Each of us probably remembers fondly a childhood movie theater. As a child, growing up on the south side of Chicago, I would go to double features on Saturdays to the Jeffery Theater in South Shore. This ornate theater was long ago gutted, as the neighborhood deteriorated, and now houses the main offices of Shore Bank, a community based lender, specializing in low interest loans for low income people. After moving to Southern California as a pre-teen, my fifty cents allowed me to see every western or horror movie at the Strand or at the historic Fox Redondo Beach. The later, filled with murals and gilt with incredible filigree had been a famous vaudeville stage for L.A. beach goers of the 20's and 30's before being converted to a movie theater. It was torn down in the late 1960's to build King Harbor, an elaborate marina in Redondo Beach. Later, as a young adult, I saw excellent movies, while sitting in plush loges in the rococo-style Liberty Theater in Astoria, Oregon, the interior of which has been photographed and been blogged in Astoria Daily Photo. These venerable old movie houses, marquees with thousands of colored lights, huge flowing curtains hiding the screen and stage, thick cushioned seats, elaborate foyers with highly polished chrome snack bars, and bathrooms with hexagonal tile and porcelain fixtures, made movie-going such a special event.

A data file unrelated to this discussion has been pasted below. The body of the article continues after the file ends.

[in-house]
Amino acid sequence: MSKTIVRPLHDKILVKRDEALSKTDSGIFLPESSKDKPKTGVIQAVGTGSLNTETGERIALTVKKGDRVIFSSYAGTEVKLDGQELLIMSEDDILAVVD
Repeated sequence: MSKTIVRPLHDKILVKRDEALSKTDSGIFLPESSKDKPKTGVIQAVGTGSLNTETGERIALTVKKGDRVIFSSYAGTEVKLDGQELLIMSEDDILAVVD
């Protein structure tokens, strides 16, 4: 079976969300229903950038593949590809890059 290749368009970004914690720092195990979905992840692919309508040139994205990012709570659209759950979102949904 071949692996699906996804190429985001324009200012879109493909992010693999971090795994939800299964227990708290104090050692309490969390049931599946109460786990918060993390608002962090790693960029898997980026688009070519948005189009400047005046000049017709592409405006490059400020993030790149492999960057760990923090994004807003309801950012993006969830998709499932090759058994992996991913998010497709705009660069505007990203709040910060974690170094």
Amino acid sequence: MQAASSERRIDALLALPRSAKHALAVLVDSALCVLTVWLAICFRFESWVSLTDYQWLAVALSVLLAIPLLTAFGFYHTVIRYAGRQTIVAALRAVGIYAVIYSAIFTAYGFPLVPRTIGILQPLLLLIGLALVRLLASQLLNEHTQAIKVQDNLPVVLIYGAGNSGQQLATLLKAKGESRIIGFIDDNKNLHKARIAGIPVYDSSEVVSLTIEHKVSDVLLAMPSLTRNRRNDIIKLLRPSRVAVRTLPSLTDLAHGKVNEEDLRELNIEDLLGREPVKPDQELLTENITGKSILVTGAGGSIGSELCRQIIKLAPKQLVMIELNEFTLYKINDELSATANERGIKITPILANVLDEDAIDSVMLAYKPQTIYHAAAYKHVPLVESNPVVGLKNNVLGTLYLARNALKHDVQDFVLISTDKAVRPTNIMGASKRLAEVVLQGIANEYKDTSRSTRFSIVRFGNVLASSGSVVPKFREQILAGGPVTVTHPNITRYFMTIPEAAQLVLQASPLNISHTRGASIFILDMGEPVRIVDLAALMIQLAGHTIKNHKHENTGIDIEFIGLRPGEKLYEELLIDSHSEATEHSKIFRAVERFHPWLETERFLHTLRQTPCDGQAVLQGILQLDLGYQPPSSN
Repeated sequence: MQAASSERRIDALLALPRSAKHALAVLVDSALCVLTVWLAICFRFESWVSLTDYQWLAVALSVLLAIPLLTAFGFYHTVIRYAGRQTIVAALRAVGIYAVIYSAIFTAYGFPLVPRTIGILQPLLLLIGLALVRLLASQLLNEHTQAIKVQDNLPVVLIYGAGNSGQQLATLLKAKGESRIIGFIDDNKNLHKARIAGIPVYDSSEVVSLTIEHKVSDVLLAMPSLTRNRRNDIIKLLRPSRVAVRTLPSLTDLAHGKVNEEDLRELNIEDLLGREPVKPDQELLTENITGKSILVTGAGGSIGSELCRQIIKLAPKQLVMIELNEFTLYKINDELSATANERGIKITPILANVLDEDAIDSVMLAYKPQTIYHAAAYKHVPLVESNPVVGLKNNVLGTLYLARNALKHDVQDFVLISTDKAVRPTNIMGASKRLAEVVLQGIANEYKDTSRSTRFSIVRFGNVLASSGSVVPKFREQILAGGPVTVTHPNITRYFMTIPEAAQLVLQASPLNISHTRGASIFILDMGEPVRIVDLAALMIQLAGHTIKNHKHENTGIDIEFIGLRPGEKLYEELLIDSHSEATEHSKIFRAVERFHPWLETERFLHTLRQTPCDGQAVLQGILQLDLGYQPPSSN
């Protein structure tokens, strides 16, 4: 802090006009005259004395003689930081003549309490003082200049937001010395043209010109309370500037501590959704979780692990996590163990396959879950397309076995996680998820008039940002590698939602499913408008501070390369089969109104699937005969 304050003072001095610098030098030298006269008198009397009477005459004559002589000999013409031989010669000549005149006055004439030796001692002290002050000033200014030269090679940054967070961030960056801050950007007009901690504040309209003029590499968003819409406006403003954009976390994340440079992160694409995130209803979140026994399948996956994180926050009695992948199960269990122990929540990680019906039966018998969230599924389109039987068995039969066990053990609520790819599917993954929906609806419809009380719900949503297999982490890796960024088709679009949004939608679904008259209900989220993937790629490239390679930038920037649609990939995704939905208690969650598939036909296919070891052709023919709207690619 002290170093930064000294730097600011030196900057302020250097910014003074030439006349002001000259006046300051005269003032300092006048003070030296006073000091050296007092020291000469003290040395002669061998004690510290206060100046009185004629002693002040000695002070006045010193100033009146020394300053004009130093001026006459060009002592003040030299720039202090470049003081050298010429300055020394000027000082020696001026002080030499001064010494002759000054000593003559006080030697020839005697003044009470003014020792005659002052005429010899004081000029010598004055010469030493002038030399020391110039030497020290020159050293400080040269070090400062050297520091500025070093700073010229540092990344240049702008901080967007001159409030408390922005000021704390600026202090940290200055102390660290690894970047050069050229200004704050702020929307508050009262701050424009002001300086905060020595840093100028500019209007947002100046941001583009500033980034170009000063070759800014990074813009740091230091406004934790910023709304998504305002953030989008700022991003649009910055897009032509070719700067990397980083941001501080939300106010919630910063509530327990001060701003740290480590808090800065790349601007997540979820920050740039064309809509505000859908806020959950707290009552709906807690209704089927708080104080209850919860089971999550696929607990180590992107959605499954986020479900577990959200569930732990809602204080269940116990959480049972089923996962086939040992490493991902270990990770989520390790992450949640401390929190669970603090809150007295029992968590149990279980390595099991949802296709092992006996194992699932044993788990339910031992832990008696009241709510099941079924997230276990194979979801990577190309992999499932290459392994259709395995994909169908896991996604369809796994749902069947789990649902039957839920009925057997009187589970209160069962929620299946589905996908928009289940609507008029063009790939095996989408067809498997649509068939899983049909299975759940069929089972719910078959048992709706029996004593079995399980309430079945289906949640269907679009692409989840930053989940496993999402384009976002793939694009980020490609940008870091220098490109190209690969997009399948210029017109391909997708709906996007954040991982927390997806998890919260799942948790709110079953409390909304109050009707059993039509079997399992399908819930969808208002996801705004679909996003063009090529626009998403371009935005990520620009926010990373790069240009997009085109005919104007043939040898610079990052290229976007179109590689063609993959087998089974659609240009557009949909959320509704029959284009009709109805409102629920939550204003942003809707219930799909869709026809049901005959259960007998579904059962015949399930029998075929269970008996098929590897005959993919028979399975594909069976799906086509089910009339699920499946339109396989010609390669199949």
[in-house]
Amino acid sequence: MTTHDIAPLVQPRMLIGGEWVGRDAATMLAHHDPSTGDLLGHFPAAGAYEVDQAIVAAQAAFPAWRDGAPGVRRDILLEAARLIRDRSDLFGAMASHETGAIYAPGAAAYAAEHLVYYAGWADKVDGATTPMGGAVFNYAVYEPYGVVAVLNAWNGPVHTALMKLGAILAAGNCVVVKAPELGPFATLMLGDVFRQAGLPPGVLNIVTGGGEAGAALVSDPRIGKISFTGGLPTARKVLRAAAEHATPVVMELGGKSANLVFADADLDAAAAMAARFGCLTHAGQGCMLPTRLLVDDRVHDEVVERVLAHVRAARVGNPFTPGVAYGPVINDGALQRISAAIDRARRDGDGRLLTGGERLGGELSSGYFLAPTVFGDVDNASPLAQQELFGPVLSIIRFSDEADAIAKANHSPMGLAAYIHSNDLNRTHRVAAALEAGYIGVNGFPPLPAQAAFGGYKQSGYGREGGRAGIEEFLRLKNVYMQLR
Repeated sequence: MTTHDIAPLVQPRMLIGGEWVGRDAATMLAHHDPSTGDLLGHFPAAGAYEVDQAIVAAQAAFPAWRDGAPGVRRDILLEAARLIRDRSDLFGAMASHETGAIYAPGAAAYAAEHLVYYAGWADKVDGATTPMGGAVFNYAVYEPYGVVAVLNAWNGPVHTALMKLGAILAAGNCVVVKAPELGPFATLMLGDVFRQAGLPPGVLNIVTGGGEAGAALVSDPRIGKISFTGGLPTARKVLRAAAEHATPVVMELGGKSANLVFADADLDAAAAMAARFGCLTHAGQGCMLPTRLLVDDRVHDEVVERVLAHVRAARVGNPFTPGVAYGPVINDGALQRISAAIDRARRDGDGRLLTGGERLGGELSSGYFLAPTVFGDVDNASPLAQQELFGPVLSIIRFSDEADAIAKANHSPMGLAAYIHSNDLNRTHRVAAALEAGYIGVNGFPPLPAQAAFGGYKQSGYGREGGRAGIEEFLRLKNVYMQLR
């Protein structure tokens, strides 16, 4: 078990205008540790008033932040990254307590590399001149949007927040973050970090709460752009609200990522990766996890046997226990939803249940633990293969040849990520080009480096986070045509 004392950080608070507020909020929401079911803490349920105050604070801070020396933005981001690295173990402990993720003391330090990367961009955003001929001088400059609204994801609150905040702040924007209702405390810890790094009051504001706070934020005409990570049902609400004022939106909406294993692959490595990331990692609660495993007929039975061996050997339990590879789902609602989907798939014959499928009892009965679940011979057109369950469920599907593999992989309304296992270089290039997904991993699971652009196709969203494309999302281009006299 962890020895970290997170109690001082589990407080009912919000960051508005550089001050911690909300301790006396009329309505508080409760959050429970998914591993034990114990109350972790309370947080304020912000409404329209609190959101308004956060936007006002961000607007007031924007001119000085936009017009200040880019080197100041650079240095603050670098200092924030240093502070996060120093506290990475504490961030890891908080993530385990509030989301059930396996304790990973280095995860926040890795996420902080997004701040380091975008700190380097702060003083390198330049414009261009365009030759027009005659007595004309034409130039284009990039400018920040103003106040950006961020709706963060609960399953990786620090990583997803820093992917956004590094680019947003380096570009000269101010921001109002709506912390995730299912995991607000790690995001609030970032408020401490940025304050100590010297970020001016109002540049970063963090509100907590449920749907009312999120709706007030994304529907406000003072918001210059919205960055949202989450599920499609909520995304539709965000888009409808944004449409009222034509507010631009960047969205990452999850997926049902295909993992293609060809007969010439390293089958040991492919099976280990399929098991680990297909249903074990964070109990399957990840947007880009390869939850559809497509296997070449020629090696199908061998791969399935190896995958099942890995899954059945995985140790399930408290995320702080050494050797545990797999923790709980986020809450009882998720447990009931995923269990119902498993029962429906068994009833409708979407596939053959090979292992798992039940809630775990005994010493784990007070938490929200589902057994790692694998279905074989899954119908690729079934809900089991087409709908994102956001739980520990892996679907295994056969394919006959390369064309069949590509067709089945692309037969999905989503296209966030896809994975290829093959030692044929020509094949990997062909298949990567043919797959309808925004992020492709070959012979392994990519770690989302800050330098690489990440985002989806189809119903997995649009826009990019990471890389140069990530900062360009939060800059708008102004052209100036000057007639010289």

In my post today, I snapped a picture of Bend, Oregon's former vintage movie theater, The Tower. According to Wikipedia, it was built rather recently in 1940 and had a seating capacity of 998 using two levels. The tower was 40 feet high and the name had been surrounded by 1200 feet of neon tubes of green and yellow. Like so many others of its era, the theater eventually closed. Today, through grants and local support, the Tower Theater is now a hub of cultural activity. There are plays, lectures, musical events and can be rented by the public for special events, such as weddings. It has been beautifully refitted and has an excellent sound system. Nonetheless, when I go inside, I miss the feel of the authentic. I want diligent, uniformed ushers with long flashlights, Movietone News on the screen, three or four cartoons as a warm-up, and John Wayne or Vincent Price in cinemascope. Everything else seems out-of-place.